Ötzi’s Tattoos – Medicine in the Copper Age

Ötzi Reconstruction (© South Tyrol Museum of Archaeology - www.iceman.it)

Ötzi Reconstruction
(© South Tyrol Museum
of Archaeology
– www.iceman.it)

Ötzi the Iceman died between 3500 – 3100 BC in the Tyrol region of the Italian Alps. Ice quickly covered him and preserved his body until German hikers discovered it in 1991. Ötzi was found with his clothing, tools, and weapons – a snapshot of Copper Age life and a rare gift to archaeologists.

He was also found with almost 50 tattoos.

Archaeologists had never seen tattoos from the Copper Age before. Body tattoos were known to exist in ancient times, but the only evidence of that work is contained on figurines and wall carvings, which might or might not be accurate. Ötzi’s skin was a direct record from the past, although the information it contained was unpretentious: simple lines and crosses on his ankles, wrists, knees, lower back and Achilles tendon. These wouldn’t be the designs or sites to pick if his purpose was only body decoration. Many scientists now believe, however, that his markings weren’t art at all, but systematic healing therapies.

Tattoos on Ötzi's Back

Tattoos on Ötzi’s back

The Iceman lived a hard life. Forensic examinations of his body showed that Ötzi was about 46 at the time of his death. He had arthritis in his hip joints, knee joints, ankles and lower spine. Charcoal found in his colon and the remains of a plant remedy (Piptoporusbetulinus) in his belongings, also indicated that he suffered from abdominal and intestinal problems.

Scientific curiosity about the purpose of the tattoos was raised by their locations at high wear areas of the body. One medical study went a step further by noting that Ötzi’s tattoo sites were strikingly close to classical acupuncture points. The objective of acupuncture is to balance the energy that affects the organs, inflammation processes, and pain by applying needles or heat at prescribed meridians locations that correspond to an organ or organ system. Some of these meridians are located at a distance from the organ(s) they affect.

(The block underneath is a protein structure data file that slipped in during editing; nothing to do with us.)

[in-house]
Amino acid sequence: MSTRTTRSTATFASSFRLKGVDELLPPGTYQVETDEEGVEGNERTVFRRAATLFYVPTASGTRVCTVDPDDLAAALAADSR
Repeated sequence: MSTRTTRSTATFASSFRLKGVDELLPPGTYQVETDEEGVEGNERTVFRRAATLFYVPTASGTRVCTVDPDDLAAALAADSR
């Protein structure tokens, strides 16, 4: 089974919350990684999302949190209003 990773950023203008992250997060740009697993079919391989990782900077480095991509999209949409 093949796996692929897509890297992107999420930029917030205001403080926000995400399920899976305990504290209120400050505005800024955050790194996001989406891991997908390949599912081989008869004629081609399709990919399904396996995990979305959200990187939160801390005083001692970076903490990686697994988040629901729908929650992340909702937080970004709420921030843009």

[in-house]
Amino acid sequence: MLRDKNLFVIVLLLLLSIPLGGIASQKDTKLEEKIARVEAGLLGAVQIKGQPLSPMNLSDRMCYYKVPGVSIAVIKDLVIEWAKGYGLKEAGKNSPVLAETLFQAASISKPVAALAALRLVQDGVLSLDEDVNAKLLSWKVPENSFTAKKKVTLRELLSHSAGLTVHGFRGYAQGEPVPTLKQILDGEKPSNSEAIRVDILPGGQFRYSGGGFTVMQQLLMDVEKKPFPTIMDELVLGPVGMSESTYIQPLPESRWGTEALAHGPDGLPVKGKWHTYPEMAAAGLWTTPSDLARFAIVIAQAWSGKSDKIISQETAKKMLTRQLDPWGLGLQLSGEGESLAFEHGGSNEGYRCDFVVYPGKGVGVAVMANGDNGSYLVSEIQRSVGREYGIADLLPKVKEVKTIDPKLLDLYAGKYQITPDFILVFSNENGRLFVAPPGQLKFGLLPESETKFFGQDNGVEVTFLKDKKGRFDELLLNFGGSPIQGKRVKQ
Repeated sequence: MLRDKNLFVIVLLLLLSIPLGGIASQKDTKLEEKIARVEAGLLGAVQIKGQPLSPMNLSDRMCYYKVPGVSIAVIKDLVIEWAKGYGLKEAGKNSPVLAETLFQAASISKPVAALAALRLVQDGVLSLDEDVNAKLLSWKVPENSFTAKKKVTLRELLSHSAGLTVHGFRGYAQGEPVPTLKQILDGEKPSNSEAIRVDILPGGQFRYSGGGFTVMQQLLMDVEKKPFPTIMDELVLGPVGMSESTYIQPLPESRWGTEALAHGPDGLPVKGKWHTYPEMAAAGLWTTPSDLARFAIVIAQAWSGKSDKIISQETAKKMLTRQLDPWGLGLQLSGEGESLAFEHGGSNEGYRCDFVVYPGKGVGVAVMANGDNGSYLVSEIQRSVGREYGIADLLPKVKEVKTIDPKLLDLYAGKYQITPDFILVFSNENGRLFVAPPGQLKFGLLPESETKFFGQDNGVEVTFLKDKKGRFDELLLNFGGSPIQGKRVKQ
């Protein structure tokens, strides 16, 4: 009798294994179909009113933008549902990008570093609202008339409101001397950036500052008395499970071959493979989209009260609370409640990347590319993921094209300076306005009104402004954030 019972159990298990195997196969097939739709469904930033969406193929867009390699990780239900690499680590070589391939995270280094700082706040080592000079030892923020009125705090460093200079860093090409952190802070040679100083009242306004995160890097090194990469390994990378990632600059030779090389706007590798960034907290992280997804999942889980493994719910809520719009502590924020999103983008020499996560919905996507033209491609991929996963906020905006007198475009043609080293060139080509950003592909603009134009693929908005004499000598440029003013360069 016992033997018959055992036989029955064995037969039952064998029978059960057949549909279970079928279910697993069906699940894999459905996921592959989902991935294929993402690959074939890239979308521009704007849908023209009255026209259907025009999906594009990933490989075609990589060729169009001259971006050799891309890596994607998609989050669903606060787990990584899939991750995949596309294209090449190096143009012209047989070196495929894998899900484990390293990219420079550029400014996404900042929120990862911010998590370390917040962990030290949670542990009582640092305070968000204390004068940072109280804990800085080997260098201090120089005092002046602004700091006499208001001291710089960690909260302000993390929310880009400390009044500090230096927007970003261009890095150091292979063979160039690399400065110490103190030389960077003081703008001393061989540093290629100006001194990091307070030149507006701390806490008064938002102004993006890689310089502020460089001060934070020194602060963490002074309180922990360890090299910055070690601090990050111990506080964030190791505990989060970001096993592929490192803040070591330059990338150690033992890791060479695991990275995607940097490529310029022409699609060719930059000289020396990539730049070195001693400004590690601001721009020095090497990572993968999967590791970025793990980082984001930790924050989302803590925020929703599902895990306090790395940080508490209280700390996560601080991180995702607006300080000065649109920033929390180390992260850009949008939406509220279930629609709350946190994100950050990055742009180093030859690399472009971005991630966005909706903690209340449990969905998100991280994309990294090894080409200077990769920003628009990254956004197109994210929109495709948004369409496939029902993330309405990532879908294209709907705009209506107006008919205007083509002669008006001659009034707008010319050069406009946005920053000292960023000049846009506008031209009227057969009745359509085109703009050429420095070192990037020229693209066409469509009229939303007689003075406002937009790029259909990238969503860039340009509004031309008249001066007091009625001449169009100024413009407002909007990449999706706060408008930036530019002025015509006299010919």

Ötzi's Tattoo sites (CC 2.0)

Ötzi’s tattoo sites (CC 2.0)

Acupuncture points are scaled to individual body dimensions by establishing a unit measure, the cun, based on a fraction of bone (femur, tibia, or radius)length. Researchers calculated the cun for Ötzi, determined the corresponding acupuncture points, and compared them to his tattoo locations. Independent reviews by three acupuncture societies showed that most tattoos were either on or extremely close to these points. Not all of the Iceman’s tattoos were accurately positioned according to acupuncture maps, but after 5000 years in the ice, the alignments were impressive.

Interestingly, 9 of his 15 tattoo groups were located on the urinary bladder meridian, which is related to back pain. One of these meridian points is actually on the ankle – right where Ötzi had a tattoo. Other tattoos were located on acupuncture meridians used to treat (you guessed it) abdominal disorders.

The pattern of markings reflected a purposeful strategy. “The fact that not randomly selected points, but rather corresponding groups of points were marked by tattoos seems especially intriguing,” the researchers noted in their paper. “From an acupuncturist’s viewpoint, the combination of points selected represents a meaningful therapeutic regimen.”

A widespread knowledge
Other ancient societies may also have practiced some form of acupuncture through body tattoos. A 1000 year old mummy of an Andean woman, for example, was decorated with tattoos and, while researchers acknowledged that most of them could have ceremonial or spiritual meanings, they noted that 12 circle markings around her neck were close to known acupuncture points still used today to relieve neck pain. Similar non-ornamental tattoos have been found on mummies from Siberia and South America.

So far, there’s only one Ötzi. Without other remains to compare with him, science can’t settle on the therapeutic tattoo explanation with certainty. Nevertheless, the tattoos and their locations are tantalizing hints to the sophistication of ancient medical practices and many people are convinced by what the Iceman has shown them. A spokesman for the South Tyrol Museum of Archaeology (Ötzi’s “home”) stated in an interview that “It seems common opinion that the Iceman tattoos are not ornamental but therapeutic tattoos for pain relief.” The spokesman added that if the tattoos were, in fact, a form of acupuncture, “people of the Iceman’s times would have known not only about nature around them, but also about the human body and its reactions – I think this is remarkable.”

We believe that acupuncture originated in Asia more than 2,000 years ago. Ötzi may be showing us, however, that the same medical ideas could have been around in Eurasia as much as 3000 years earlier. The effects of those ideas may be woven through many of our practices today.

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